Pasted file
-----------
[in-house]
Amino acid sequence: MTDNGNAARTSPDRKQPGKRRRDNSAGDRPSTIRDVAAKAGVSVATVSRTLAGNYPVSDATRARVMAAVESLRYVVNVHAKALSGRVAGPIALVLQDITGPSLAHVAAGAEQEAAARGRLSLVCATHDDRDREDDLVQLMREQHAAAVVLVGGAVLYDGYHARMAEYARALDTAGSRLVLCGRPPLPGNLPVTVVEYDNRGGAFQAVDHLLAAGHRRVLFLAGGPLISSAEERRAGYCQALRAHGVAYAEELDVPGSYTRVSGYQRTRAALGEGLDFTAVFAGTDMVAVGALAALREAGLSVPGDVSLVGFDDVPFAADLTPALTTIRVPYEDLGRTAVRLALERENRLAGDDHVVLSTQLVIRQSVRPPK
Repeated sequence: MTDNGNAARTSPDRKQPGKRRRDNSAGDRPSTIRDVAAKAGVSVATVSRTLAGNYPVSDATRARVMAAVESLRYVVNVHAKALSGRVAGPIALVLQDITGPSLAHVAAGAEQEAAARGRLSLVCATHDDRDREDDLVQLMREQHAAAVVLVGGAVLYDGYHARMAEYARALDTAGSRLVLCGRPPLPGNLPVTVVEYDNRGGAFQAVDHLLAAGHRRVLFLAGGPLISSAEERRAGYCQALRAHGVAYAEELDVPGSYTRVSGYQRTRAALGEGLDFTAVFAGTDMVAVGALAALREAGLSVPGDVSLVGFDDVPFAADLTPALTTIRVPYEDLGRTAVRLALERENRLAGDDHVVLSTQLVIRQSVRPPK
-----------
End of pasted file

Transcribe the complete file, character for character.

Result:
[in-house]
Amino acid sequence: MTDNGNAARTSPDRKQPGKRRRDNSAGDRPSTIRDVAAKAGVSVATVSRTLAGNYPVSDATRARVMAAVESLRYVVNVHAKALSGRVAGPIALVLQDITGPSLAHVAAGAEQEAAARGRLSLVCATHDDRDREDDLVQLMREQHAAAVVLVGGAVLYDGYHARMAEYARALDTAGSRLVLCGRPPLPGNLPVTVVEYDNRGGAFQAVDHLLAAGHRRVLFLAGGPLISSAEERRAGYCQALRAHGVAYAEELDVPGSYTRVSGYQRTRAALGEGLDFTAVFAGTDMVAVGALAALREAGLSVPGDVSLVGFDDVPFAADLTPALTTIRVPYEDLGRTAVRLALERENRLAGDDHVVLSTQLVIRQSVRPPK
Repeated sequence: MTDNGNAARTSPDRKQPGKRRRDNSAGDRPSTIRDVAAKAGVSVATVSRTLAGNYPVSDATRARVMAAVESLRYVVNVHAKALSGRVAGPIALVLQDITGPSLAHVAAGAEQEAAARGRLSLVCATHDDRDREDDLVQLMREQHAAAVVLVGGAVLYDGYHARMAEYARALDTAGSRLVLCGRPPLPGNLPVTVVEYDNRGGAFQAVDHLLAAGHRRVLFLAGGPLISSAEERRAGYCQALRAHGVAYAEELDVPGSYTRVSGYQRTRAALGEGLDFTAVFAGTDMVAVGALAALREAGLSVPGDVSLVGFDDVPFAADLTPALTTIRVPYEDLGRTAVRLALERENRLAGDDHVVLSTQLVIRQSVRPPK